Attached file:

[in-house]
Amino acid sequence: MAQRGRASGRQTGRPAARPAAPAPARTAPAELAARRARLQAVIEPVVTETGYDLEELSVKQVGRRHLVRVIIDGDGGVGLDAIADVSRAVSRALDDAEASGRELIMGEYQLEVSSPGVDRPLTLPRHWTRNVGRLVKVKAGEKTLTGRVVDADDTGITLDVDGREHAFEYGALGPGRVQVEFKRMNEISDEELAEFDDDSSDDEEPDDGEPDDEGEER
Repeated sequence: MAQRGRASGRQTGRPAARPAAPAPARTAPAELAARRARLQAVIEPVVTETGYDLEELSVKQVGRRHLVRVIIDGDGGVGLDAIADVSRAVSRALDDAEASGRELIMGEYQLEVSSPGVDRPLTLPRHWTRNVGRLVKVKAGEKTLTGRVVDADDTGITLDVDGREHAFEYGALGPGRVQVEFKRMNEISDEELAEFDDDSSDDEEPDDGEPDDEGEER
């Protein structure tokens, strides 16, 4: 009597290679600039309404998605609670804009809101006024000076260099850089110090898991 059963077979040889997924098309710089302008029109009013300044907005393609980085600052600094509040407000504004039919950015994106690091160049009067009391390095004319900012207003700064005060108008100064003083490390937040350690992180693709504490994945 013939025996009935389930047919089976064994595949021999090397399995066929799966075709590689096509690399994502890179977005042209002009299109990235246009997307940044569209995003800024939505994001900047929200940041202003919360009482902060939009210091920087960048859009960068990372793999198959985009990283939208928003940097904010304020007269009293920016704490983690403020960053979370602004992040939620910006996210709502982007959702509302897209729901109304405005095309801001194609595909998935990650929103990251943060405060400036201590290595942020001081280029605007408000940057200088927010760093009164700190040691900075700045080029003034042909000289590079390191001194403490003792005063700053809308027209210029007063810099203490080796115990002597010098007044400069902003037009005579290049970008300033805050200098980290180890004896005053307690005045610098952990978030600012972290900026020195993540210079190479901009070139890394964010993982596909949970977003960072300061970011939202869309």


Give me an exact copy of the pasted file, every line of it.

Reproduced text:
[in-house]
Amino acid sequence: MAQRGRASGRQTGRPAARPAAPAPARTAPAELAARRARLQAVIEPVVTETGYDLEELSVKQVGRRHLVRVIIDGDGGVGLDAIADVSRAVSRALDDAEASGRELIMGEYQLEVSSPGVDRPLTLPRHWTRNVGRLVKVKAGEKTLTGRVVDADDTGITLDVDGREHAFEYGALGPGRVQVEFKRMNEISDEELAEFDDDSSDDEEPDDGEPDDEGEER
Repeated sequence: MAQRGRASGRQTGRPAARPAAPAPARTAPAELAARRARLQAVIEPVVTETGYDLEELSVKQVGRRHLVRVIIDGDGGVGLDAIADVSRAVSRALDDAEASGRELIMGEYQLEVSSPGVDRPLTLPRHWTRNVGRLVKVKAGEKTLTGRVVDADDTGITLDVDGREHAFEYGALGPGRVQVEFKRMNEISDEELAEFDDDSSDDEEPDDGEPDDEGEER
């Protein structure tokens, strides 16, 4: 009597290679600039309404998605609670804009809101006024000076260099850089110090898991 059963077979040889997924098309710089302008029109009013300044907005393609980085600052600094509040407000504004039919950015994106690091160049009067009391390095004319900012207003700064005060108008100064003083490390937040350690992180693709504490994945 013939025996009935389930047919089976064994595949021999090397399995066929799966075709590689096509690399994502890179977005042209002009299109990235246009997307940044569209995003800024939505994001900047929200940041202003919360009482902060939009210091920087960048859009960068990372793999198959985009990283939208928003940097904010304020007269009293920016704490983690403020960053979370602004992040939620910006996210709502982007959702509302897209729901109304405005095309801001194609595909998935990650929103990251943060405060400036201590290595942020001081280029605007408000940057200088927010760093009164700190040691900075700045080029003034042909000289590079390191001194403490003792005063700053809308027209210029007063810099203490080796115990002597010098007044400069902003037009005579290049970008300033805050200098980290180890004896005053307690005045610098952990978030600012972290900026020195993540210079190479901009070139890394964010993982596909949970977003960072300061970011939202869309």